There are, of course, a number of methods that can be used to identify a suitable job or employer through:

  • Compiling a Curriculum Vitae
  • Responding to job advertisements
  • Writing speculative letters to employers
  • Cold Calling
  • Job Tasters or Work Trials (both time limited)
  • Developing employer contacts and networks
  • Creating jobs by the supported employment provider

Stage 4 - Employer Engagement

The activities in this stage will depend on what format the engagement or meeting with the employer takes.

For the purposes of this work, there is an assumption that the Supported Employment professional and probably the job seeker will meet with the employer. This stage will determine what is potentially on offer from the employer.

Potential areas to be discussed will include:

  • Skills/experience required by employer
  • Hours of work (or Job Taster / Work Experience Placement)
  • Terms and Conditions of employment
  • Workplace culture
  • Support required by job seeker
  • Support available from Supported Employment provider
  • Support available from employer / co-workers
  • Issues surrounding disclosure
  • Awareness training for employer and co-workers
  • Health and Safety requirements
  • Availability of funding and support through Government Programmes
  • Guidance and advice to employers regarding their obligations / responsibilities under legislation.

Stage 5 - On/Off Job Support

The levels, amount and forms of support to be provided will depend upon the individual’s needs, abilities and employment situation. Support is a key feature of supported employment and is present at all stages of the process. Professional support should gradually fade and be replaced by support from co-workers. The levels of support and fading strategy should be planned and reviewed with co-workers, employer and the individual.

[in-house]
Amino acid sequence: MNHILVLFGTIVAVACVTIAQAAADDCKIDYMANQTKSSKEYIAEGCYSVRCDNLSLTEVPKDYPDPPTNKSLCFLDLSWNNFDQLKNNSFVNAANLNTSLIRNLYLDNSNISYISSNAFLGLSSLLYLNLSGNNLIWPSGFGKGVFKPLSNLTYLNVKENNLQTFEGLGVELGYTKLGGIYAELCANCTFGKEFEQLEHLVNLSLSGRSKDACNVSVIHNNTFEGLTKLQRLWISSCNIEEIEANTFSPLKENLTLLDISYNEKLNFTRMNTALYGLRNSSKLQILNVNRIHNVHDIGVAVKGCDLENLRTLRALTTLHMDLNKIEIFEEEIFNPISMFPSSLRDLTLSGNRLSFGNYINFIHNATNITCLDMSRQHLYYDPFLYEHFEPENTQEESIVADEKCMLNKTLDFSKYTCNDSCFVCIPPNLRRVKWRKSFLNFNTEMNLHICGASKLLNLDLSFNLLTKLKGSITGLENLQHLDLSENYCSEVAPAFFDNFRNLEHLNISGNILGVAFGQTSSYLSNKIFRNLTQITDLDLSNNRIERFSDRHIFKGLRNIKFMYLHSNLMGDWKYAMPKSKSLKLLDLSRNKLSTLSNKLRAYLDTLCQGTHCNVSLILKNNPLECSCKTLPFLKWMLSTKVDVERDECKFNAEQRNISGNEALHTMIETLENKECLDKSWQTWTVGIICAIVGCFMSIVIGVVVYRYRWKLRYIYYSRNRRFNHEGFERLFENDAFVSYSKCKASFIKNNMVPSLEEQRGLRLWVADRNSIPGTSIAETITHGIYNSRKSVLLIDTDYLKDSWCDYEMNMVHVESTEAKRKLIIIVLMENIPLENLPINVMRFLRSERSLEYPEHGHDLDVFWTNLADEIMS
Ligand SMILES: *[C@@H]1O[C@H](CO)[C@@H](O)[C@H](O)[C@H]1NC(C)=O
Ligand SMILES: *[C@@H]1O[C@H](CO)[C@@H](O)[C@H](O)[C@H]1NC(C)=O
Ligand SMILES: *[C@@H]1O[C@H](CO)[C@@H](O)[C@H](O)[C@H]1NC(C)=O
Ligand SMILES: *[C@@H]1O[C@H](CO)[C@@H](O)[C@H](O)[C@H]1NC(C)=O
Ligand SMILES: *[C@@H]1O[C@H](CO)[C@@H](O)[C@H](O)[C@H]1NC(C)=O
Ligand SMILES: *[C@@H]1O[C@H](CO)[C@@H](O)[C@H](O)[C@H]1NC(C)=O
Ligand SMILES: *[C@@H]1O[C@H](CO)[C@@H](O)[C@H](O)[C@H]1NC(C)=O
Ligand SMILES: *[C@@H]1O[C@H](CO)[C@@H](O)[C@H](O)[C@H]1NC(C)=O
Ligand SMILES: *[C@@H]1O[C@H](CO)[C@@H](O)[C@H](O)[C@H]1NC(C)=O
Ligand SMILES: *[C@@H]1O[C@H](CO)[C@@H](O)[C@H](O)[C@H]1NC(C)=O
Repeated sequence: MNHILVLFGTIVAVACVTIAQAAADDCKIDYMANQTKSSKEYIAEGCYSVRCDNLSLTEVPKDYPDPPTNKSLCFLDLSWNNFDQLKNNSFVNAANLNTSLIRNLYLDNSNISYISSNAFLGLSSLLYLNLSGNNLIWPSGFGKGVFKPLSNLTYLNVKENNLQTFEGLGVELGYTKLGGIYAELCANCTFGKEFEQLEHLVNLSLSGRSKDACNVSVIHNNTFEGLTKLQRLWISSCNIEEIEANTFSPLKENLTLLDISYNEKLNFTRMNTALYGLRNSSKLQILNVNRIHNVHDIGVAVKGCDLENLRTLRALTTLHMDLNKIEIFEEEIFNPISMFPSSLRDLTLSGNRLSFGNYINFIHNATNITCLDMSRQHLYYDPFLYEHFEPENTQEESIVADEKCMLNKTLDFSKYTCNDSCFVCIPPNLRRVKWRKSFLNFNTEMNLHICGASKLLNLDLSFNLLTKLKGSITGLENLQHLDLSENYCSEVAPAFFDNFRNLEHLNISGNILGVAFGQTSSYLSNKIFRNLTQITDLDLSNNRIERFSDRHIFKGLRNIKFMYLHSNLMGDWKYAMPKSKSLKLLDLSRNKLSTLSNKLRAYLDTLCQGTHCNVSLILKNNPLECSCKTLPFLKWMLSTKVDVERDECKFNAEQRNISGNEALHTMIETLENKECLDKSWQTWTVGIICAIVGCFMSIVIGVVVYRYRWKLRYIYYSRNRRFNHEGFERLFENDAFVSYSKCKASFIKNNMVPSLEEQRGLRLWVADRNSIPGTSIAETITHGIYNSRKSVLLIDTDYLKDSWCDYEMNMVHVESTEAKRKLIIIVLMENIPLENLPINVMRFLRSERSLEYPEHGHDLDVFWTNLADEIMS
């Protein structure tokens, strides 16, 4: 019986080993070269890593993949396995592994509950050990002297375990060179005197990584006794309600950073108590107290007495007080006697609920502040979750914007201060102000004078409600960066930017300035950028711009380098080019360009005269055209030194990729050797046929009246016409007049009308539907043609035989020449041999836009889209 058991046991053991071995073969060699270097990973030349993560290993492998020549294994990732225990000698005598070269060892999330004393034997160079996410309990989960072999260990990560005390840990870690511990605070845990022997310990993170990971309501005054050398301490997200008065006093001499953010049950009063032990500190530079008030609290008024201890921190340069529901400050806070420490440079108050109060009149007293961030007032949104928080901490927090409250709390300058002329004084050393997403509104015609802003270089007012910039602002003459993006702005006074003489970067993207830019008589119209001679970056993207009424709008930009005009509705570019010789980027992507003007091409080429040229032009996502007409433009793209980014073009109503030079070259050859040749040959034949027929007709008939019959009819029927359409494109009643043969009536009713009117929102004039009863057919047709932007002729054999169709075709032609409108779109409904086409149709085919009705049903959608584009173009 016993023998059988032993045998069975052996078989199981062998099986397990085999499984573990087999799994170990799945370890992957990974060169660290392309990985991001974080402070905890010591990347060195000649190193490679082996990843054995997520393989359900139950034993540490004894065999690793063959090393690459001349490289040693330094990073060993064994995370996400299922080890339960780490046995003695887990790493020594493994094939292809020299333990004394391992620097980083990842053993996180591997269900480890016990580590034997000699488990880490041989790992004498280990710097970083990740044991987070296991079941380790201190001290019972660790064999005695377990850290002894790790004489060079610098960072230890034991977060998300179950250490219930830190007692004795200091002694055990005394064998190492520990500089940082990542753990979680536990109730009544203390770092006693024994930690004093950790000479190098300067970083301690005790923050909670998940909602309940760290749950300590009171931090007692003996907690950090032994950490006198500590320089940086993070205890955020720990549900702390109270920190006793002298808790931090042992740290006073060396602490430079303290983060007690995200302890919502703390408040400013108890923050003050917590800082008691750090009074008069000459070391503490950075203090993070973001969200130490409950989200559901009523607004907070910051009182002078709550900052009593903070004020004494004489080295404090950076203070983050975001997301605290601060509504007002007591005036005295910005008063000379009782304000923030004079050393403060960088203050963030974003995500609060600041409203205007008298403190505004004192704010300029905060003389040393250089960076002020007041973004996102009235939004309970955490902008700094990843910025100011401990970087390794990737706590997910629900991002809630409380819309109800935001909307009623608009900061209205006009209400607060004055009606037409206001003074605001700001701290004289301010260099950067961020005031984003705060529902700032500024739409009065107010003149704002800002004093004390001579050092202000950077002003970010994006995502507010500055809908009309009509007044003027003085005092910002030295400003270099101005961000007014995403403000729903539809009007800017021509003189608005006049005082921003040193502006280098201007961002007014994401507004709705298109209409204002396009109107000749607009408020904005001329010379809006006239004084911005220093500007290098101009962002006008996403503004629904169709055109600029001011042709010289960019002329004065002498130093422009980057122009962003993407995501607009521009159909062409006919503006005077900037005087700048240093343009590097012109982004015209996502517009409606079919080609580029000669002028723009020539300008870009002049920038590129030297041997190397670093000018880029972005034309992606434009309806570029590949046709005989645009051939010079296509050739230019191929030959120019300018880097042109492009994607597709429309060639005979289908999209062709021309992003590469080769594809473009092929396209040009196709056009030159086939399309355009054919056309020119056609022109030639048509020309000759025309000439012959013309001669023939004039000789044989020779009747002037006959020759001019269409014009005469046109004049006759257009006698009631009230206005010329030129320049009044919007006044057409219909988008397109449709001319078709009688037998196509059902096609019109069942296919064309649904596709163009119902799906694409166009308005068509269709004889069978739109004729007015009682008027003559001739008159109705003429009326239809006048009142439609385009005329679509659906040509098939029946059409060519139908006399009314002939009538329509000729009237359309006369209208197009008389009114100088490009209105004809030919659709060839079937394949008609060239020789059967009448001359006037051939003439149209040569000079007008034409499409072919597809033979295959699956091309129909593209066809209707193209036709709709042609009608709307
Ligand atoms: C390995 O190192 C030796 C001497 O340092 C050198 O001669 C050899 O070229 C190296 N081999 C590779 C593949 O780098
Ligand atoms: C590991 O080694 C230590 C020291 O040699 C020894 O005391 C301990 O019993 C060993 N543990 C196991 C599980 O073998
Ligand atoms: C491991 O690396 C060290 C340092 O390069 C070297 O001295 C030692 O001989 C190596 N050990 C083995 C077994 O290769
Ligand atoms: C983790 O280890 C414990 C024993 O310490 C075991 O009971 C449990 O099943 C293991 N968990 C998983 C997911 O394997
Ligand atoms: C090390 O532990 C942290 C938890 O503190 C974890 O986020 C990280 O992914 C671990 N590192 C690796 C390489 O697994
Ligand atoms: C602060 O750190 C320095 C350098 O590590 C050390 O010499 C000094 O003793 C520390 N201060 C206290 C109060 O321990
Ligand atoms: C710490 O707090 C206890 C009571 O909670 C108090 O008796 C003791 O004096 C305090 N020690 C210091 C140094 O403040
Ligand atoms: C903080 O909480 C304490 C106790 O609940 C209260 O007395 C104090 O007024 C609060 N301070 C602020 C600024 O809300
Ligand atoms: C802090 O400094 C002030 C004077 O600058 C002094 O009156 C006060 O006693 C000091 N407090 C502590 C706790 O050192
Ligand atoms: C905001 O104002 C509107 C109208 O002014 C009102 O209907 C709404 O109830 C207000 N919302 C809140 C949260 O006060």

The provision of On or Off the job support enables the individual the opportunity to learn and perform appropriately, to be part of the work team, contribute to the company culture and also assists with career progression. It also provides the employer with a support mechanism and provides co-workers with knowledge and understanding, this in turn assists the development of natural support in the workplace.

The package of support measures to be provided should be person centred and flexible and could include:

On the Job Support

  • Guiding and assisting with social skills
  • Identifying a mentor/co-worker
  • Determining workplace culture
  • Supporting the client to adapt to the workplace
  • Providing support to the employer and work colleagues
  • Identifying workplace custom and practice
  • Identifying opportunities for career progression

Off the Job Support

  • Solving practical problems/issues (transport, work dress etc)
  • Discussing interpersonal work relationships
  • Assisting with welfare benefits bureaucracy
  • Maintaining liaison with Healthcare/Social Work professionals
  • Listening and advising regarding issues raised by service user